Insurance Survey Signals Possible Slowdown In Trend That Shifts Medical Charges To Employees
November 20, 2006
By DIANE LEVICK, Courant Staff Writer
The cost of health insurance in the workplace climbed an average 5.5 percent in Connecticut this year and 6.1 percent nationally, but a welcome slowdown is expected in the longtime trend of shifting more medical charges to workers, a new survey says.
Employers predicted that insurance costs will rise 6.1 percent in Connecticut and nationwide for 2007, according to the annual survey by consulting firm Mercer Health & Benefits LLC.
Nationally, the cost increases have leveled off in the past two years after reaching a 12-year high of 14.7 percent in 2002.
Although employers predict the same level of increase, "we don't [really] know whether it's going to go up or down," said Bruce Prangley, a principal in Mercer's Norwalk office.
Heightened price competition among insurers should help control rate increases, but such factors as rising use of medical services and new and more expensive technology could make the increases larger, Prangley said.
In Connecticut, the average cost of health benefits, including dental insurance, is $7,992 per employee this year - the sixth-highest among the states - compared with the national average of $7,523.
Those costs are usually shared by employer and employee. At employers with 500 or more employees, for example, workers insuring only themselves pay 23 percent of the premiums on average. Workers who insure their families pay an average 31 percent, Prangley said.
The Mercer study said the shifting of costs to employees by means of higher deductibles and co-payments was less of a factor in restraining premium increases this year than in past years.
There was only "modest" growth in 2006 in deductibles, co-pays and the maximum amounts people pay out of pocket for medical services before insurance pays 100 percent, Mercer said.
Shifting medical costs to workers helps keep premiums under control, but the premium savings can be far outweighed by extra money workers must shell out to cover medical bills - especially if they have a serious illness or chronic disease.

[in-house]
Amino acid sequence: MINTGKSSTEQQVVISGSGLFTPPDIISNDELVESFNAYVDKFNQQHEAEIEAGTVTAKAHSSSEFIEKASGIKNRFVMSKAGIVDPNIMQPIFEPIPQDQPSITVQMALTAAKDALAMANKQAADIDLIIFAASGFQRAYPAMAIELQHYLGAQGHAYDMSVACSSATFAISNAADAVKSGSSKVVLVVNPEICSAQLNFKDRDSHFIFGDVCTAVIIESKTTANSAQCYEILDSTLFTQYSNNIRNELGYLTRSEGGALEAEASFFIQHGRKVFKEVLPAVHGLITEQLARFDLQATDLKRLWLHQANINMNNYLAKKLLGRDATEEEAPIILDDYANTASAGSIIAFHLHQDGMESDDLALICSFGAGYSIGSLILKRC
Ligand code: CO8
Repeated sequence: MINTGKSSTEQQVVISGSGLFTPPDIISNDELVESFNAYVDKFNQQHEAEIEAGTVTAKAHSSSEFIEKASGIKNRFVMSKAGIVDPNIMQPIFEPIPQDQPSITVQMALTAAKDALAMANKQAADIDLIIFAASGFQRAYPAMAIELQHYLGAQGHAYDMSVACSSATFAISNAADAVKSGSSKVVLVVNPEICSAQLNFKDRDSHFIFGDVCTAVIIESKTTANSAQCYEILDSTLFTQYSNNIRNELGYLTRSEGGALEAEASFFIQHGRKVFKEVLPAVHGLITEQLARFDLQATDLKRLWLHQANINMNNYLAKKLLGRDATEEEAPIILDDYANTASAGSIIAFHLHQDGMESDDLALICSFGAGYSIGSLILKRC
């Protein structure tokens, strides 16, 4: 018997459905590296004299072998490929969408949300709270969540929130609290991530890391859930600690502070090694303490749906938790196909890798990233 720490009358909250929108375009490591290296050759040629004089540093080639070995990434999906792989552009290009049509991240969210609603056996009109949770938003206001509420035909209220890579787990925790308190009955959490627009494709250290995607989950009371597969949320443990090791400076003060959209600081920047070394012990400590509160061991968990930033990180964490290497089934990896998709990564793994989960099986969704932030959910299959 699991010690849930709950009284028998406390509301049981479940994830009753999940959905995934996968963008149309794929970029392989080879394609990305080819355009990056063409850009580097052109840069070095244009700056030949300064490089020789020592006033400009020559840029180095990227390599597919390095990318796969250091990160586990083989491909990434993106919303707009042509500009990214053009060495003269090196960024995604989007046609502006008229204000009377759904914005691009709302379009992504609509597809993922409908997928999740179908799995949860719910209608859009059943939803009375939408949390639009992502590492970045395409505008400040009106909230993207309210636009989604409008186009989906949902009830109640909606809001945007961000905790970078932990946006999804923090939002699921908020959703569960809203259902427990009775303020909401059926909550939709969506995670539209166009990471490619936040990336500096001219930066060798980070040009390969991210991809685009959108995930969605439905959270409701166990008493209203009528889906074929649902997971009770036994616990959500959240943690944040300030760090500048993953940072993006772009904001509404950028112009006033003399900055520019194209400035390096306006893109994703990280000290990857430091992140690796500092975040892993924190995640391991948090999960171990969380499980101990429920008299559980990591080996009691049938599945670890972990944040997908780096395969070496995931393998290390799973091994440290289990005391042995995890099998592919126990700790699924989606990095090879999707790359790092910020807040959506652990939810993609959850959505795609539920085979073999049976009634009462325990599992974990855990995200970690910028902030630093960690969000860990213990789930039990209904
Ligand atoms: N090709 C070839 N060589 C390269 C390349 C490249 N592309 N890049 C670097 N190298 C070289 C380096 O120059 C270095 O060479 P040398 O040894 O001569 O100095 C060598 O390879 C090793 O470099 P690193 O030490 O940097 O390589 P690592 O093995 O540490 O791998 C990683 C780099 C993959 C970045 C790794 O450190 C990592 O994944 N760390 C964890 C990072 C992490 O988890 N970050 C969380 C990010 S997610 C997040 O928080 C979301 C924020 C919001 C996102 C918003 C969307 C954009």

Asked about cost-management strategy for the next five years, only 31 percent of employers said shifting costs to employees or shrinking benefits will play an important role in controlling costs, Mercer said.
Prangley said there seems to be less dependence on cost-shifting "and more emphasis on care management - helping people better take care of health issues."
Insurers, for instance, have a growing variety of programs aimed at managing disease and coaching consumers on how to access benefits, deal with medical problems and get fit.
Another strategy growing in popularity among employers is "consumer-directed" health plans, though critics say they are another way of shifting costs - especially to people with higher medical bills. Consumer-directed plans combine spending accounts - often, but not always, funded by employers - with high-deductible insurance. Once workers exhaust the accounts, they must pay medical bills until the insurance kicks in.
The cost per employee for a consumer-directed plan averaged $5,770 nationwide this year, including the employer's contribution, compared with $6,616 for an HMO. The cost increase for the consumer plans averaged only 5.3 percent in 2006, but Prangley cautioned that consumers who choose the plans may have lower-than-average health risk.
The survey's figures reflect self-insured plans as well as regular insurance. Self-insured employers fund their workers' medical claims and pay fees to insurers or other companies simply to administer the plans. Survey results are based on nearly 3,000 employers, including 32 in Connecticut. The mix of Connecticut employers changes from year to year, so pre-2005 comparisons aren't valid.
Reprinted with permission of the Hartford Courant.
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